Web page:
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Re: Attribute increases

Post by redwullf »

jdizzy001 wrote:Final thoughts: these books are AWESOME!
It pleases me to hear this. ;)
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jdizzy001
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Re: Attribute increases

Post by jdizzy001 »

next question. does the fighter's combat dominance come into play often? it seems after a certain point in your campaign the ck would stop throwing 1HD baddies at the party
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Re: Attribute increases

Post by Arduin »

jdizzy001 wrote:next question. does the fighter's combat dominance come into play often? it seems after a certain point in your campaign the ck would stop throwing 1HD baddies at the party

At lower through lower-mid levels it does. But, at 10th level the Fighter gains extra attack (usable against all HD creatures)...
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Re: Attribute increases

Post by Omote »

Let's say your high level fighter comes up against 20 kobolds. In newer versions of the D&D game this is probably not a big deal. In C&C, when a 10+ level fighter has to fight 20 kobolds, there is a little bit more concern. Sure, the fighter is going to probably hack them apart, but not all of them. Some of the kobalds will hit. The figther is going to take damage. This fighter is not an instant cake walk.

As CK, I usually have some lower level enemies thrown into the mix. The entire world is not populated with advesaries that are exactly the same level as the PCs. Dungeons for PCs of high level can't possibly that many liches in there. The has to be lots of orcs, goblins, kobolds, etc.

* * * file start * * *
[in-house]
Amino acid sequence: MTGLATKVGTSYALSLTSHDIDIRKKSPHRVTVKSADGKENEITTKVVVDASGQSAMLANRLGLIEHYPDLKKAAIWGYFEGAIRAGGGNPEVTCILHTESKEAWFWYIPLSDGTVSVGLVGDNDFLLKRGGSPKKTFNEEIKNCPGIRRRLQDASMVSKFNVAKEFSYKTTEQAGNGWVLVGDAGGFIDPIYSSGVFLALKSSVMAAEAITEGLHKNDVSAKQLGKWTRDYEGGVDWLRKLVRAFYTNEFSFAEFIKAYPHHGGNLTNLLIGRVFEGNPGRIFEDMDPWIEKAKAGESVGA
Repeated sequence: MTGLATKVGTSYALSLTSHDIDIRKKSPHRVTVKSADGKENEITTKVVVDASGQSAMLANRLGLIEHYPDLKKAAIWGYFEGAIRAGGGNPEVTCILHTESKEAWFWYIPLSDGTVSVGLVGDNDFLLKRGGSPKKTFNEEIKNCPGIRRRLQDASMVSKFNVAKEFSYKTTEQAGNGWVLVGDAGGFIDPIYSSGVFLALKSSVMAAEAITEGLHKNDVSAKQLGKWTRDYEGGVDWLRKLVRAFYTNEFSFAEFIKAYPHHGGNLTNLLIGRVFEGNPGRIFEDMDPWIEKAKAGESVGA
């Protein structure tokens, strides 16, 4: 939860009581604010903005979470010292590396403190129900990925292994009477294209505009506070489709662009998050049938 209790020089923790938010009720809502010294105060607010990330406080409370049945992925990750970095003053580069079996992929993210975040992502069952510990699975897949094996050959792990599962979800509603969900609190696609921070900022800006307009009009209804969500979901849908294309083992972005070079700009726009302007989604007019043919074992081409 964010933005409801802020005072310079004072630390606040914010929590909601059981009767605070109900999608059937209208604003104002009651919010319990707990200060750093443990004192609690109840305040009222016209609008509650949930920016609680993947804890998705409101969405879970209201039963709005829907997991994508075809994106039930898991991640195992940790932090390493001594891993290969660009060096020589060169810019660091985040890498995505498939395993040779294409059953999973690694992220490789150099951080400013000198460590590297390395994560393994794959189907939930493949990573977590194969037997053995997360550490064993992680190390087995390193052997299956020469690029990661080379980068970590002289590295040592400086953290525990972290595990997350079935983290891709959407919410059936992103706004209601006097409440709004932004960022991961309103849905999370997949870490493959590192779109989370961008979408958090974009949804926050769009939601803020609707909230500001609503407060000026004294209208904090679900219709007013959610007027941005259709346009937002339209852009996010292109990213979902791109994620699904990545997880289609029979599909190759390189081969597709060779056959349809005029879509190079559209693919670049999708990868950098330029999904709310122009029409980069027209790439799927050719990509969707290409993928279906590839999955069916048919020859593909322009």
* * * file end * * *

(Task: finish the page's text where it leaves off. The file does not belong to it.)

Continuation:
That's just my take on it.

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Re: Attribute increases

Post by zombiehands »

jdizzy001 wrote:Good day all,

I am new to c&c and unless i am mistaken, i noticed there is no way to improve your attributes as you level. Mainstream d20 indicates one or two stat increases every forth level. I was thinking of using the pendragon experience check method. This method allows for possible stat increases every level, if you're really lucky.

In its simplest form, if you do something awesome the CK would tell you to mark the attribute you used to perform your awesome feat. Once you level you would roll 1d20 for each marked attribute. If your check (no modifiers) exceeds X (X = current attribute value) the stat increases by one point.

IE- i have a str 12. When i level my CK allows me to make a str check (no modifiers). I roll a 15, success! My str permenantly increases to 13. If i fail the check, no increase. I can do this once for each stat the was awarded an experience check during the previous level.

How do you handle attribute increases, or do you?

I have done this (actually I had them roll Primes every level and non primes every even level). It worked great. I think next time I might let humans roll every attribute every level and demihumans roll only primes every level and non primes on even levels.
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Re: Attribute increases

Post by Treebore »

I have rules to "train" your attribute up to your racial maximum, usually somewhere between 17 to 19. To go beyond that requires magic, such as Tomes, Manuals, Gauntlets and Belts/Girdles.